October 6, 2020

Political Messages: Why Americans Are Receiving Billions Of Political Texts & Robocalls In 2020

Political Messages: Why Americans Are Receiving Billions Of Political Texts & Robocalls In 2020

If you've felt like you’re receiving more political robocalls and text messages in recent months, you’re right. You are. By the time the polls close on November 3rd for the United States Presidential Election, Americans will likely receive over 3 billion political text messages, and over 1 billion political robocalls from both Republican and Democratic parties.

Though limited data is available to show political message volume during the 2016 Presidential Election, during the 2020 election political messages have increased by 20% every month since June!  

Some Americans view political messaging as a helpful way to follow or contribute to their political candidate of choice. However, not all Americans want to receive political messages. Due to the way political robocalls and text messages are regulated (yes, they are regulated differently than other robocalls or robotexts), unwanted political messages can be difficult to unsubscribe from—but not impossible. In this post, we’ll cover:

  • How many political messages are sent to Americans every month?
  • Why are political robocalls and political texts used so frequently for political campaign efforts?
  • What is peer-to-peer texting and why do so many political campaigns use it?
  • Are all political messages legitimate? (Spoiler: no.)
  • How can you unsubscribe from unwanted political messages?

How many political messages are sent to Americans every month?

RoboKiller estimates that Americans nationwide received 70 million political robocalls and 2.7 billion political text messages related to the 2020 U.S. Presidential Election in September 2020. These numbers account for a 50% monthly increase since August 2020.

How does political message volume break down by political party?

Republican political message efforts have been the clear leader in political message activity since RoboKiller first began tracking these trends in June 2020. This is not surprising, as most politicians began leaning heavily into political texting during the 2016 Presidential Election. In September 2020, RoboKiller estimates political robocalls on behalf of Republicans accounted for 1.8 million of the 2.7 billion total political text messages, and 50 million of the 70 million total political robocalls. This accounts for approximately 70% of the total political messages for September!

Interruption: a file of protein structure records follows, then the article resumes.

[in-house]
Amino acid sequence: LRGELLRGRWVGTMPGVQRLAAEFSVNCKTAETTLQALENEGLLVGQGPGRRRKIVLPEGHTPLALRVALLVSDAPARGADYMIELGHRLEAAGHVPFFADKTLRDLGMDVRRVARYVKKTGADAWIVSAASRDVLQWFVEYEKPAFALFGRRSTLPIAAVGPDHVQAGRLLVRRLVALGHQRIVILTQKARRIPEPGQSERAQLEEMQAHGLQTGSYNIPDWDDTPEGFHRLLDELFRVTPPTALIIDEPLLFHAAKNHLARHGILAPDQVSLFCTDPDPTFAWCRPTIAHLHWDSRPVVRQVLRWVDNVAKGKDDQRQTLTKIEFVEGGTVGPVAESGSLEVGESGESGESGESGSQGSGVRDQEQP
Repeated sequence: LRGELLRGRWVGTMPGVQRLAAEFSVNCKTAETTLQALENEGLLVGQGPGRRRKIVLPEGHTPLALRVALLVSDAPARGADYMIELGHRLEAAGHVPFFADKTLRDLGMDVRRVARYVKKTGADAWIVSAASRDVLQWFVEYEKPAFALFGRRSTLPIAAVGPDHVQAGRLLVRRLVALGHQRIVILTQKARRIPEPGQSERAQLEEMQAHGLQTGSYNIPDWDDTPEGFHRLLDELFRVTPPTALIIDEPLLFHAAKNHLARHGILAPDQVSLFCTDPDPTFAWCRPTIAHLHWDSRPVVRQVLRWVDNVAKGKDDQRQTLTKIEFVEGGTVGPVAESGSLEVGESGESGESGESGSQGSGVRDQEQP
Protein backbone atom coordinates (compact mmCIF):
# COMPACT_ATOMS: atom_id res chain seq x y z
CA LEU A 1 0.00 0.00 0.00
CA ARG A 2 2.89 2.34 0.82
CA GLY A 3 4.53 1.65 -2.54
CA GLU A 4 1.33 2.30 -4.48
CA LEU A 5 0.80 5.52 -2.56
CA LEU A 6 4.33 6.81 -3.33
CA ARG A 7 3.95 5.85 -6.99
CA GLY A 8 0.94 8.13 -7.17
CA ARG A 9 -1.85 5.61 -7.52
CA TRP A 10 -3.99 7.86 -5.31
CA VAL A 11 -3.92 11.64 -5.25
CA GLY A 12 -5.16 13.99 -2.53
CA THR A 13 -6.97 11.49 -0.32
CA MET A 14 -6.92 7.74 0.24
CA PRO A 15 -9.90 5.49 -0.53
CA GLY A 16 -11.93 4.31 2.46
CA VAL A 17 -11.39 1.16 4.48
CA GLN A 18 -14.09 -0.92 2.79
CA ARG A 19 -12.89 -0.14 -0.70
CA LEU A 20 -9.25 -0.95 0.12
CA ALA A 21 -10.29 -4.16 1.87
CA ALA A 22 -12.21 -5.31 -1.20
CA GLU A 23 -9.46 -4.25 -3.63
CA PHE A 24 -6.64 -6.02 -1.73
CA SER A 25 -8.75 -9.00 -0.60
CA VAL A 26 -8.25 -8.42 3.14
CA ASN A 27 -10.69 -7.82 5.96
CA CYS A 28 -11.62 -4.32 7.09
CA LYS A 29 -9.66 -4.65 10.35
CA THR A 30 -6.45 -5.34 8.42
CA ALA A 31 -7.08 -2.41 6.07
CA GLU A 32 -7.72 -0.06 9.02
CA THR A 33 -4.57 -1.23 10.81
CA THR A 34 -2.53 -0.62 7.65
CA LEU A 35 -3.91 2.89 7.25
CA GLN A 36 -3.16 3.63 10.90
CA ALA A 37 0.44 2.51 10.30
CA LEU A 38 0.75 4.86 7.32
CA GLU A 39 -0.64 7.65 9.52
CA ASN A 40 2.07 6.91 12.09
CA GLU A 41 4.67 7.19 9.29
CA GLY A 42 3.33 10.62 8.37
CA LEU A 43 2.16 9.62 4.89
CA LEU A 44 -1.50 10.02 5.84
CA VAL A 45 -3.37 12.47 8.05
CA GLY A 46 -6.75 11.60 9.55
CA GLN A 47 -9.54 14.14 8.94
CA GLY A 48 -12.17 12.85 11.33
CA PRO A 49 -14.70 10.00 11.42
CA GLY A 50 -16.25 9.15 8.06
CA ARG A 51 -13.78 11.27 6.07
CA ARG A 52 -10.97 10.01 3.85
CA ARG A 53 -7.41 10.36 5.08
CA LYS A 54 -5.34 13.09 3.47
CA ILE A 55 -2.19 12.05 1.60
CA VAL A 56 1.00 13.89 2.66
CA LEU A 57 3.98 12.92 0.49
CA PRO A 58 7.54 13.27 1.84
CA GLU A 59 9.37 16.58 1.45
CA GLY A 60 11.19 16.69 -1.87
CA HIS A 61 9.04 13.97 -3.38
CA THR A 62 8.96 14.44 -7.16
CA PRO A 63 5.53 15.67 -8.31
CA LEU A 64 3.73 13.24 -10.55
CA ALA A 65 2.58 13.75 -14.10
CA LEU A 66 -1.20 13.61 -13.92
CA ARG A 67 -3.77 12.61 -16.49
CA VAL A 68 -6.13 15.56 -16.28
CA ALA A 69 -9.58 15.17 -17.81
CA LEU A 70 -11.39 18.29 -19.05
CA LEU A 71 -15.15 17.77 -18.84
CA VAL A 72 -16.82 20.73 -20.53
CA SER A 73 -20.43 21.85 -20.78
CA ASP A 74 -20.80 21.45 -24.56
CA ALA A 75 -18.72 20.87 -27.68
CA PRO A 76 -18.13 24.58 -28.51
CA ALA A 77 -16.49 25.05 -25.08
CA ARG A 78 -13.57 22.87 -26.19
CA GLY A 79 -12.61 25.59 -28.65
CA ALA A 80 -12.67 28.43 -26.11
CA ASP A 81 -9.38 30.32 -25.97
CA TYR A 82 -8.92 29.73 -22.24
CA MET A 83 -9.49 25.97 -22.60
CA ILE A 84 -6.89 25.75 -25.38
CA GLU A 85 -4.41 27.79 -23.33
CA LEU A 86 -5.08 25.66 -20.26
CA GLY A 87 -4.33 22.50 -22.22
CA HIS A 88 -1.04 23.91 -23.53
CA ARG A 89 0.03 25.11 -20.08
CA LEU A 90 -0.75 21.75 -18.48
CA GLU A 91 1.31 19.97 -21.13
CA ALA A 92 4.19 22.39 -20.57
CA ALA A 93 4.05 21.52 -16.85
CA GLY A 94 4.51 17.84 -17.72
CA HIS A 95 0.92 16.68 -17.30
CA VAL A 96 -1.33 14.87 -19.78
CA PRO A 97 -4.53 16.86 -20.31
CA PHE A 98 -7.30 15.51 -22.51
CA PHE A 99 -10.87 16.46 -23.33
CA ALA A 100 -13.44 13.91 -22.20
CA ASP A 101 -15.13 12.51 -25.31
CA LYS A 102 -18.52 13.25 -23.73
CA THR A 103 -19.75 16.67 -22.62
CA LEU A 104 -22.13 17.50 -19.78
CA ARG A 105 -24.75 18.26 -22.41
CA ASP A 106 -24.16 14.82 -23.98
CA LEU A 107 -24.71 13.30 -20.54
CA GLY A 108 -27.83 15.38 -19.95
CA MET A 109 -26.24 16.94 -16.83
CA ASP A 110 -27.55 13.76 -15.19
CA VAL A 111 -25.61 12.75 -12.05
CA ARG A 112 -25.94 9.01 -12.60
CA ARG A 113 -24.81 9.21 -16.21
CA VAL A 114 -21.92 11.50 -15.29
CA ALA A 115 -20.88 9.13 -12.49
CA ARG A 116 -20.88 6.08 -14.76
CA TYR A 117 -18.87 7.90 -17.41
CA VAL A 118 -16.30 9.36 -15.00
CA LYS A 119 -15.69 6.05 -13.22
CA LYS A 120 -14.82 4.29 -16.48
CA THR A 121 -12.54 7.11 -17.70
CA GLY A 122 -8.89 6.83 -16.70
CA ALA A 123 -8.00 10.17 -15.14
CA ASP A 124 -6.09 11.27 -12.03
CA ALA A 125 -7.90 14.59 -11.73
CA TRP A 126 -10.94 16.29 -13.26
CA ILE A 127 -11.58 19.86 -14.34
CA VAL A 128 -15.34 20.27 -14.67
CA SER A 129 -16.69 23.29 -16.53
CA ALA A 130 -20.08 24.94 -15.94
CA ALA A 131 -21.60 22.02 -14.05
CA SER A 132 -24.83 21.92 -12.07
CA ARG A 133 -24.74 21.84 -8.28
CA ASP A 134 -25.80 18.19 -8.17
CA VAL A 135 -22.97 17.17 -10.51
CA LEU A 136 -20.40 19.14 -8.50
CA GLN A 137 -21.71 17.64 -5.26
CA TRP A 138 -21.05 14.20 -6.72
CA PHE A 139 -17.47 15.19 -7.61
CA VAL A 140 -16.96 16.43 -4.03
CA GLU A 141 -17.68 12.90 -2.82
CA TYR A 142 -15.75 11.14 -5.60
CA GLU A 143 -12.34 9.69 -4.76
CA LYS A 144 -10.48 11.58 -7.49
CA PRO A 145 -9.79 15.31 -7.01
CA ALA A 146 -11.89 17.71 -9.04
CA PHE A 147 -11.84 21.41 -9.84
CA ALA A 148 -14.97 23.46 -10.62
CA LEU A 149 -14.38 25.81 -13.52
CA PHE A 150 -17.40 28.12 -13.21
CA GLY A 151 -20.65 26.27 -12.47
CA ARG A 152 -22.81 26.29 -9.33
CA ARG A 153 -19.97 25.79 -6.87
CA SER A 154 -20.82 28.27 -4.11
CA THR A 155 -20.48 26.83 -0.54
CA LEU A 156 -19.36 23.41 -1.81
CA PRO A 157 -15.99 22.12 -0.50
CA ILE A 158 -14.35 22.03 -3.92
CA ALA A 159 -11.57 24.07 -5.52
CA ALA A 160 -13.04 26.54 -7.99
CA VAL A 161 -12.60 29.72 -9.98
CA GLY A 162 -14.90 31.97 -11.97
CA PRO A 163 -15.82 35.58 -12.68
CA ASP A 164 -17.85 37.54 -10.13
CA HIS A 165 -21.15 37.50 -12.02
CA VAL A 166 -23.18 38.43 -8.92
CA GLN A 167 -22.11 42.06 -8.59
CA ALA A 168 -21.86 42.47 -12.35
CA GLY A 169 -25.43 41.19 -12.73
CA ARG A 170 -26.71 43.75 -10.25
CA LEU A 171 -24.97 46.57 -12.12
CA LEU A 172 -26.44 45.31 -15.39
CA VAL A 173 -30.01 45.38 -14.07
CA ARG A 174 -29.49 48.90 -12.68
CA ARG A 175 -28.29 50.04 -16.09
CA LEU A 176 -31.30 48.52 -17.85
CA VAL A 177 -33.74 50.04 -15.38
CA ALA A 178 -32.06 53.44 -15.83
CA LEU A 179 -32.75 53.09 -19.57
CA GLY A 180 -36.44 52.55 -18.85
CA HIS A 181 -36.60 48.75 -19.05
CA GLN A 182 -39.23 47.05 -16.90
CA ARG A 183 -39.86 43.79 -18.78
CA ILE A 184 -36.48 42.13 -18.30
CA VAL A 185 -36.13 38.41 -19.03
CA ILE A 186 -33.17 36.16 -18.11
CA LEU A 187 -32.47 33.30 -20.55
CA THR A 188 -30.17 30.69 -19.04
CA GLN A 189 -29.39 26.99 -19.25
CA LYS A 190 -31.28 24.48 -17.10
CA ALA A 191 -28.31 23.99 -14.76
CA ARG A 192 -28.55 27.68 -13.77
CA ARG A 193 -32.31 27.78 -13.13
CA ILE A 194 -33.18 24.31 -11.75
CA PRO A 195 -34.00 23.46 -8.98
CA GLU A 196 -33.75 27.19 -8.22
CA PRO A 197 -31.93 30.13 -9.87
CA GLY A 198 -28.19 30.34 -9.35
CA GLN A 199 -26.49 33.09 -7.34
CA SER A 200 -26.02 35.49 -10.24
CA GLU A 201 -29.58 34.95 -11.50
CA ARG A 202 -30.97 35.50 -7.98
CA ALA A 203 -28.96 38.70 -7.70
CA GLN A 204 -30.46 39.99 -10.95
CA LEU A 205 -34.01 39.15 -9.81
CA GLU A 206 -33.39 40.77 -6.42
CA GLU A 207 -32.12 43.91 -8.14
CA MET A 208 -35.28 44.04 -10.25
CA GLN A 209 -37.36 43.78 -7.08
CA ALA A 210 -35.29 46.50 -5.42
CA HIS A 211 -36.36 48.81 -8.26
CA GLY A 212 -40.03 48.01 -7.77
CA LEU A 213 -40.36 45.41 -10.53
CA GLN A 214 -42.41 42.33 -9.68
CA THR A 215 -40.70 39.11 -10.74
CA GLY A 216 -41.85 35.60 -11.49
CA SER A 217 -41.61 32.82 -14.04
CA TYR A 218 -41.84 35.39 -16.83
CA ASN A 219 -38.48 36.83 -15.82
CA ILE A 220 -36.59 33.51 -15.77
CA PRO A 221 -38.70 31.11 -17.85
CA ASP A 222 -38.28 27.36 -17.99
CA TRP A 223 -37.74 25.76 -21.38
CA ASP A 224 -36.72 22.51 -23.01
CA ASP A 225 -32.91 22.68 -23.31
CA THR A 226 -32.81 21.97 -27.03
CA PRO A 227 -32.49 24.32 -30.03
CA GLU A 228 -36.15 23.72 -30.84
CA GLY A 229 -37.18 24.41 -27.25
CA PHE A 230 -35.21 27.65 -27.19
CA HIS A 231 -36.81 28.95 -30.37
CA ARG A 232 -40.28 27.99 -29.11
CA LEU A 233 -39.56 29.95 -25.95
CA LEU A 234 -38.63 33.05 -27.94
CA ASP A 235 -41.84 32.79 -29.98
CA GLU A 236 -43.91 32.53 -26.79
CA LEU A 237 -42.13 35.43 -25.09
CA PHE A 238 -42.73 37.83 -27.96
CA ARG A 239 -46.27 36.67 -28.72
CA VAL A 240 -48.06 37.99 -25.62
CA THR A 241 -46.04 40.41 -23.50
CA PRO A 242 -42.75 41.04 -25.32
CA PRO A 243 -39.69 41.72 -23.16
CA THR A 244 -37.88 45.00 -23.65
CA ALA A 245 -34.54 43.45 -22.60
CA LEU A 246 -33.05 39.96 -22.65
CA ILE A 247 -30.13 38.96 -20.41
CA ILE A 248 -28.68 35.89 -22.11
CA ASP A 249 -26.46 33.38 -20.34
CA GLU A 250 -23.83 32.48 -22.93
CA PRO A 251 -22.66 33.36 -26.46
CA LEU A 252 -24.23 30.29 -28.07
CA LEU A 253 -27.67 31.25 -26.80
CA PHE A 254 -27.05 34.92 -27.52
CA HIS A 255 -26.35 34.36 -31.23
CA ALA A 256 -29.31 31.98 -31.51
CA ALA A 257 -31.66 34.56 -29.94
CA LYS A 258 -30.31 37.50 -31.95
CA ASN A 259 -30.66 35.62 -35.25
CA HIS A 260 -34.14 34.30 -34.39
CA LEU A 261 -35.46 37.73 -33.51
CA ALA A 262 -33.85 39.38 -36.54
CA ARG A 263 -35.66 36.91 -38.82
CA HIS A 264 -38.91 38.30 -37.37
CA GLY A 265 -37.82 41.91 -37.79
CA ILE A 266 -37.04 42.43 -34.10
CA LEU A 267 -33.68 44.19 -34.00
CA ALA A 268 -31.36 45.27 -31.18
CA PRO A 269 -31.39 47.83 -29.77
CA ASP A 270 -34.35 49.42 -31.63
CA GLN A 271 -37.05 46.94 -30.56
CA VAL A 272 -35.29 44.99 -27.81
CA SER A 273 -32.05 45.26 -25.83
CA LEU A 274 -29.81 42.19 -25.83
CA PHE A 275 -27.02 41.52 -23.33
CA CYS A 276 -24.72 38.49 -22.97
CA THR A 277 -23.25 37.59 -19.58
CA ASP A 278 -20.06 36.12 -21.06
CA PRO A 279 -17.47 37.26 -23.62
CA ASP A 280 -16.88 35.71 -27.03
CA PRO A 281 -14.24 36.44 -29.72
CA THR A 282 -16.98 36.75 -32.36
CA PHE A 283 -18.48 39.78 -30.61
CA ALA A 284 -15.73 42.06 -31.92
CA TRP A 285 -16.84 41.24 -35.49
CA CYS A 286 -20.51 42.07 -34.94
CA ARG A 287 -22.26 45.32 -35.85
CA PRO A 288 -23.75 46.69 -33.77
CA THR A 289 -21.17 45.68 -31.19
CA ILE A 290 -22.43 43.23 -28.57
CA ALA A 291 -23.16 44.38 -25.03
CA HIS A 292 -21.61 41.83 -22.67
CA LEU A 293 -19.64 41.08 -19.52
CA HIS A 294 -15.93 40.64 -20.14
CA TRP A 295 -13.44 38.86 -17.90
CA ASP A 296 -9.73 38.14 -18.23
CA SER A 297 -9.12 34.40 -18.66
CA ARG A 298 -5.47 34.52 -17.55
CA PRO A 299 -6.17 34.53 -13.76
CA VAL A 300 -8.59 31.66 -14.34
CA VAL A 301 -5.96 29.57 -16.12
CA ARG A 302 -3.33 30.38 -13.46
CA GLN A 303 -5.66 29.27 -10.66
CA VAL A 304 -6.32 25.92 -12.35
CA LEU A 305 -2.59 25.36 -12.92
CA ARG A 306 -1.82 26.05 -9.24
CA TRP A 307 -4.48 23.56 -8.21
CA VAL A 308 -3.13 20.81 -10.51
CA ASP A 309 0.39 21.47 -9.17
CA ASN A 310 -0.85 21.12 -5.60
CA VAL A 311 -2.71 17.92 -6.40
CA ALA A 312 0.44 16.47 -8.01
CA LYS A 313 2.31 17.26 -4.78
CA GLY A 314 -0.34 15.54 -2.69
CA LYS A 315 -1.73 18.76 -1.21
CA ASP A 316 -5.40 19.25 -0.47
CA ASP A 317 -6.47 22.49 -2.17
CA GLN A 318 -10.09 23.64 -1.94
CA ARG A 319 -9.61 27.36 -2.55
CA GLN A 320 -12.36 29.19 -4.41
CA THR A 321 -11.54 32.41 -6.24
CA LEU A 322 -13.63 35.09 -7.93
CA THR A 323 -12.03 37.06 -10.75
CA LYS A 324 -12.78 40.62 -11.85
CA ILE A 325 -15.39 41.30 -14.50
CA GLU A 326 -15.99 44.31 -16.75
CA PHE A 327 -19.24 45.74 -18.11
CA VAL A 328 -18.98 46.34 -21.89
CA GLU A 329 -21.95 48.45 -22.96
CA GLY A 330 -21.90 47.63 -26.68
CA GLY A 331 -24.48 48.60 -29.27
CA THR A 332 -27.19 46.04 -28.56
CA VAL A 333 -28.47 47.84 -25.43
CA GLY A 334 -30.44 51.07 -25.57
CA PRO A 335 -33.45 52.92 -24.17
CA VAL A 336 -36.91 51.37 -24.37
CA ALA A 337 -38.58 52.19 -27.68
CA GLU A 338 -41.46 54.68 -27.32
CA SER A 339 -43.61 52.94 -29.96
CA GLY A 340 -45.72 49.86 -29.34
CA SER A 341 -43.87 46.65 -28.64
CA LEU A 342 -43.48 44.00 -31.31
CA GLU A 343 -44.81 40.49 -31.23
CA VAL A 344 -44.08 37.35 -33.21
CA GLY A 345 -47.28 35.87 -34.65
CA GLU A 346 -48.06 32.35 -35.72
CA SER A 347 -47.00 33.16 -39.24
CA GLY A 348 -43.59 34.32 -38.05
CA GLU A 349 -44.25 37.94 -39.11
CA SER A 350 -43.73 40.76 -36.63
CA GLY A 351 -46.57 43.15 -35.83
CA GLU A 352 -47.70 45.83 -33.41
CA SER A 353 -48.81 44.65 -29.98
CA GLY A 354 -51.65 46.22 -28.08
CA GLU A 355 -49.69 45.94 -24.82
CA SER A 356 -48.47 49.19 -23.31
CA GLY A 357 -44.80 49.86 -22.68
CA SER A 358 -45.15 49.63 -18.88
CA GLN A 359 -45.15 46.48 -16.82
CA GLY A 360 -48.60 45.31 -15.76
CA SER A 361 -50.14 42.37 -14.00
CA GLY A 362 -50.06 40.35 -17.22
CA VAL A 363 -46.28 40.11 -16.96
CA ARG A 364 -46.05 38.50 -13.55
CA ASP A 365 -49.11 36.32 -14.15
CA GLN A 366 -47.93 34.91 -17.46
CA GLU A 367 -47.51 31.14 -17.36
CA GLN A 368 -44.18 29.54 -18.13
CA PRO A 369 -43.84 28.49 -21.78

Though far behind 2020 Republican political messaging, the Democratic party has been rallying to increase efforts to reach voters by political text. Political text messages sent on behalf of Democrats totaled 902 million in September 2020, accounting for a 200% increase since June 2020. Regardless of who is leading the political message race this month, one thing is clear: Americans nationwide can expect to continue to receive millions (if not billions!) of political text messages and robocalls until the polls close on November 3rd.

Why has there been so little known about political messaging in the United States to date?

There are a few reasons it has been difficult for citizens and regulators to understand the scope and extent of political messaging in our country.

First, the technological infrastructure of the telecom industry was not designed to understand trends of this nature. Similar to the challenges carriers and networks face with identifying illegal robocalls, there are simply not systems in place to identify specific phone numbers, their sources, and the contents of the call or message.

Second, it's important to note that many of these political messages are not being sent by political candidates themselves. More often, Super PACs and other third-party campaign organizations are responsible for the large volume of political messages Americans receive.


Following the Citizens United ruling in 2015, Super PACs have played a larger role in campaign funding with far less scrutiny and forced disclosures than in the past. This is not only true for the donations they collect and distribute to politicians but also the political messages they send on behalf of them. Because there are no disclosures to track how many political messages a Super PAC can send, there has been no knowledge to date of how many they are sending—until now.

Why have political robocalling and political texting become more popular as a campaign method?


Much like marketers, politicians, PACs, or other organizations involved in generating support for a political party or political candidate are always looking for the best way to reach the most Americans at the lowest cost. As the adoption of smartphones increases in the United States, political messaging has become an affordable and engaging way to reach Americans where they spend most of their time—on their smartphones.